146 years after it was built, following a semester as a COVID testing site, countless religious services and many weddings, Sage Chapel is back under construction.
The chapel has required costly renovations to its floors, pews and 81-year-old Aeolian-Skinner organ for some time. The repurposing of the chapel as a testing site in the fall and the hefty price tag of $1.2 million to repair the organ, according to Prof. Annette Richards, music, has hindered much needed repairs.
Cornell planned to conduct these repairs later in the decade, according to Oliver Goodrich, associate dean for spirituality and meaning making. However, when Cornell closed campus last year, the University saw a unique opportunity to get started with the funding available.
“During the early summer of 2020, with the building closed and many construction workers looking for work, an opportunity emerged to move up the timeline,” Goodrich wrote in a statement to the Sun.
Richards plays the chapel’s Aeolian-Skinner organ and serves as executive director of the Cornell Center for Historical Keyboards and is the University Organist. She called for donations to secure the long-term care of this historic building, which has been neglected in recent years.
“Sage Chapel is a beautiful, historic building and it really is one of the most special places on campus,” Richards said.“Likewise, the organ which was built in 1940 is an instrument of real historic importance and interest. Together they represent the history and fabric of Cornell.”
As it waits to secure funding for the organ repair, the University completed smaller brush-ups on the instrument.
“We’ve been gradually re-leathering parts of the wind system because there are parts that are sealed with very thin layers of leather which get dried out and cracked,” said Richards. “We need to find a way to completely restore the interior workings of the organ.”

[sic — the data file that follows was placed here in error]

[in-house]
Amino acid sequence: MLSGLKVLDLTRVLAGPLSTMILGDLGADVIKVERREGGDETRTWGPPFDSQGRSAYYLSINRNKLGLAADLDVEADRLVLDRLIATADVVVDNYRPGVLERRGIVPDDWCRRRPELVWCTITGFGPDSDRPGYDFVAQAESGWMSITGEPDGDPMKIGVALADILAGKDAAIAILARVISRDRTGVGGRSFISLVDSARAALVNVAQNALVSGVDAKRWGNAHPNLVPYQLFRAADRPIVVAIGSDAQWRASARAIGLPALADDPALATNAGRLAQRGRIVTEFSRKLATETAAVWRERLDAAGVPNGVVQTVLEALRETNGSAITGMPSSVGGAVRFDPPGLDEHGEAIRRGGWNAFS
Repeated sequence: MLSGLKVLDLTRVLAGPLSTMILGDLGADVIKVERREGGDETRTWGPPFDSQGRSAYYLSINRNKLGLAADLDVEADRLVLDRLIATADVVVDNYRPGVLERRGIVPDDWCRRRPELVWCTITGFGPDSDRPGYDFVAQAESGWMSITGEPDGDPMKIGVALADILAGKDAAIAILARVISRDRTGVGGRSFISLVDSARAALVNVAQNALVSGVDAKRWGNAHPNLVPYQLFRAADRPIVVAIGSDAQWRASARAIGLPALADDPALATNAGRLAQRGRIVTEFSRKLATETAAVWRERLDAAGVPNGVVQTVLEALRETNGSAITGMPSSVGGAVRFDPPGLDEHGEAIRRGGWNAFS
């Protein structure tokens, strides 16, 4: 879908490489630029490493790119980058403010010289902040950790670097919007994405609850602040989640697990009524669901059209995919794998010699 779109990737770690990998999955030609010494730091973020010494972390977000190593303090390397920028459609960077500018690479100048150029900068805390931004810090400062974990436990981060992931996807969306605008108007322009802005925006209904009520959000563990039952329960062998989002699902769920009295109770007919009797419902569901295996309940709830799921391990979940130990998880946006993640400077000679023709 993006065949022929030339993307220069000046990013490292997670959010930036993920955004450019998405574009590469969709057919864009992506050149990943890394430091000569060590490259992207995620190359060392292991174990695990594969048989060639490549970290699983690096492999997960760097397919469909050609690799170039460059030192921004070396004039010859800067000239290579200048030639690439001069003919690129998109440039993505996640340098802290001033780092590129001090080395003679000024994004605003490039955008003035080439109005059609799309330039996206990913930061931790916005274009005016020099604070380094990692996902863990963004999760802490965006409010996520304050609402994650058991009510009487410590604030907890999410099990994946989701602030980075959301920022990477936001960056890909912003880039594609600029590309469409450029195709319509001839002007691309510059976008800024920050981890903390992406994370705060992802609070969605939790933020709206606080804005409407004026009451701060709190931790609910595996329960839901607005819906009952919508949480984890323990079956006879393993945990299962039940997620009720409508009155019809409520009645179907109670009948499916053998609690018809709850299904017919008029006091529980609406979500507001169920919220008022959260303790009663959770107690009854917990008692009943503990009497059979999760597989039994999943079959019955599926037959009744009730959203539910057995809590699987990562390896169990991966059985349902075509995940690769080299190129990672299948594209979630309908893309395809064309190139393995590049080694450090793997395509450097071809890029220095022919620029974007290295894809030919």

While these repairs are needed to maintain the Chapel, they have proven both difficult and costly. They also require the Chapel’s closure, according to Goodrich.
“These renovations were done as part of a larger planned maintenance program for the building that began in 2019, and the improvements were funded by a designated gift,” he wrote.
Other ongoing renovations include refinishing the floors and replacing the lighting for environmental efficiency. Over the summer, workers removed all of the chapel’s pews and refinished them off-site; they have now been reestablished in the Chapel, according to Goodrich.
“It’s quite a complicated process. There’s a wooden part to the floor and a beautiful mosaic, which had to have its own separate treatment,” Richards said. “The interior of Sage is a work of art.”
When the University reopened last fall, it converted Sage Chapel into a COVID testing site, delaying the process of renovations halfway through and inviting heavy pedestrian traffic into the building.
The University chose to reclose the Chapel for spring 2021 to continue refurbishment efforts and begin work on the organ in earnest.
During Sage Chapel’s closure, student organizations and classes have been unable to use it at all. Richards has taken her classes to the organ in Anabel Taylor Chapel, and some of her students practice in churches throughout Ithaca.
Cornell University Chorus, which has rehearsed in the chapel since 1959, has had to disrupt the historical practice and use Zoom.
“We had to go in and retrieve everything we thought we might need for the semester because we weren’t allowed in there [while it was being used] as a testing site,” said Maggie Lin ’21, president of the Cornell University Chorus. “We now have rehearsals online via Zoom, and last semester we were able to do some in-person outdoor singing.”
Richards expects the chapel to be completed by the time COVID-19 restrictions have been lifted, which may allow the Chorus to return.
“Sage Chapel is a bit of an anomaly within the Cornell administration, because it’s not really owned by any powerful or rich entity,” Richards said. “So we all need to be looking out for that building. It needs and deserves real, long-term care, something that would be made possible by a significant alumni gift.”